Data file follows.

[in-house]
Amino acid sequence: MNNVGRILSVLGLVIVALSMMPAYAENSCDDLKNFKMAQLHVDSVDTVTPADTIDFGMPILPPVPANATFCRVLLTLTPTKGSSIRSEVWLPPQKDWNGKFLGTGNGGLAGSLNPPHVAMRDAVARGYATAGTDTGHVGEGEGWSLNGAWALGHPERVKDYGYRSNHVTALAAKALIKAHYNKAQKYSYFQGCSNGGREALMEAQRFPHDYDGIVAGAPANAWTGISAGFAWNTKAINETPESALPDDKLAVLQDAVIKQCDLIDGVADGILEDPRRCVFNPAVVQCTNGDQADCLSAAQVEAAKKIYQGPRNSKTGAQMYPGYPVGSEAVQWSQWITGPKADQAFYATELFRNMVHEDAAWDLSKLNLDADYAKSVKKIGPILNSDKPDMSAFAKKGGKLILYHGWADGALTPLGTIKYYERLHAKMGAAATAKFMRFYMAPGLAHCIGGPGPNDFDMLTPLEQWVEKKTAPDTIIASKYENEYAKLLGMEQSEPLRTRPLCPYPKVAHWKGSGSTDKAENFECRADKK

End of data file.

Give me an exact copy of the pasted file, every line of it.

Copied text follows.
[in-house]
Amino acid sequence: MNNVGRILSVLGLVIVALSMMPAYAENSCDDLKNFKMAQLHVDSVDTVTPADTIDFGMPILPPVPANATFCRVLLTLTPTKGSSIRSEVWLPPQKDWNGKFLGTGNGGLAGSLNPPHVAMRDAVARGYATAGTDTGHVGEGEGWSLNGAWALGHPERVKDYGYRSNHVTALAAKALIKAHYNKAQKYSYFQGCSNGGREALMEAQRFPHDYDGIVAGAPANAWTGISAGFAWNTKAINETPESALPDDKLAVLQDAVIKQCDLIDGVADGILEDPRRCVFNPAVVQCTNGDQADCLSAAQVEAAKKIYQGPRNSKTGAQMYPGYPVGSEAVQWSQWITGPKADQAFYATELFRNMVHEDAAWDLSKLNLDADYAKSVKKIGPILNSDKPDMSAFAKKGGKLILYHGWADGALTPLGTIKYYERLHAKMGAAATAKFMRFYMAPGLAHCIGGPGPNDFDMLTPLEQWVEKKTAPDTIIASKYENEYAKLLGMEQSEPLRTRPLCPYPKVAHWKGSGSTDKAENFECRADKK